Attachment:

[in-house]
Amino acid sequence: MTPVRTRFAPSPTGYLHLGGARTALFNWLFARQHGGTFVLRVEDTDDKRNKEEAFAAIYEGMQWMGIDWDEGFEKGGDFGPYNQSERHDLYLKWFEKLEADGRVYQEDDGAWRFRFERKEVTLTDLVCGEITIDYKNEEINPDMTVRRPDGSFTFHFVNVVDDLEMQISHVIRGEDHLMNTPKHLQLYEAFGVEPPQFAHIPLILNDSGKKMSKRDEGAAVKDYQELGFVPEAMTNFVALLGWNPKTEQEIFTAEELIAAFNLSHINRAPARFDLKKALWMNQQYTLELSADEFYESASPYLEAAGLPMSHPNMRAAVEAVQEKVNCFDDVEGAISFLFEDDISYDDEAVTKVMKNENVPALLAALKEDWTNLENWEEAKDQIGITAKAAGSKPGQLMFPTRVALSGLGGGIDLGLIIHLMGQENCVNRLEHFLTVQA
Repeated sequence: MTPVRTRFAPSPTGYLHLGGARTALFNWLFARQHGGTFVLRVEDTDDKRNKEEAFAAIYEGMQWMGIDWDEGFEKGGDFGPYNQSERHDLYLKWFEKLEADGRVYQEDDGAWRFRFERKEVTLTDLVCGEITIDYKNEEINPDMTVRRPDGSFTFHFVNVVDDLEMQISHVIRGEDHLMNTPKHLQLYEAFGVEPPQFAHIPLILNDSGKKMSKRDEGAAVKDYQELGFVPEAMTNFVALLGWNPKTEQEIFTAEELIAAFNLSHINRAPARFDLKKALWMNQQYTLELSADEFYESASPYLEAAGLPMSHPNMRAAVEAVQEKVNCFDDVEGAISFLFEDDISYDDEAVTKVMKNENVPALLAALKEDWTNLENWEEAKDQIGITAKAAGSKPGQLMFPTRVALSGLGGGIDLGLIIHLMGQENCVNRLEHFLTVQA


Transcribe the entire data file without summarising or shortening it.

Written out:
[in-house]
Amino acid sequence: MTPVRTRFAPSPTGYLHLGGARTALFNWLFARQHGGTFVLRVEDTDDKRNKEEAFAAIYEGMQWMGIDWDEGFEKGGDFGPYNQSERHDLYLKWFEKLEADGRVYQEDDGAWRFRFERKEVTLTDLVCGEITIDYKNEEINPDMTVRRPDGSFTFHFVNVVDDLEMQISHVIRGEDHLMNTPKHLQLYEAFGVEPPQFAHIPLILNDSGKKMSKRDEGAAVKDYQELGFVPEAMTNFVALLGWNPKTEQEIFTAEELIAAFNLSHINRAPARFDLKKALWMNQQYTLELSADEFYESASPYLEAAGLPMSHPNMRAAVEAVQEKVNCFDDVEGAISFLFEDDISYDDEAVTKVMKNENVPALLAALKEDWTNLENWEEAKDQIGITAKAAGSKPGQLMFPTRVALSGLGGGIDLGLIIHLMGQENCVNRLEHFLTVQA
Repeated sequence: MTPVRTRFAPSPTGYLHLGGARTALFNWLFARQHGGTFVLRVEDTDDKRNKEEAFAAIYEGMQWMGIDWDEGFEKGGDFGPYNQSERHDLYLKWFEKLEADGRVYQEDDGAWRFRFERKEVTLTDLVCGEITIDYKNEEINPDMTVRRPDGSFTFHFVNVVDDLEMQISHVIRGEDHLMNTPKHLQLYEAFGVEPPQFAHIPLILNDSGKKMSKRDEGAAVKDYQELGFVPEAMTNFVALLGWNPKTEQEIFTAEELIAAFNLSHINRAPARFDLKKALWMNQQYTLELSADEFYESASPYLEAAGLPMSHPNMRAAVEAVQEKVNCFDDVEGAISFLFEDDISYDDEAVTKVMKNENVPALLAALKEDWTNLENWEEAKDQIGITAKAAGSKPGQLMFPTRVALSGLGGGIDLGLIIHLMGQENCVNRLEHFLTVQA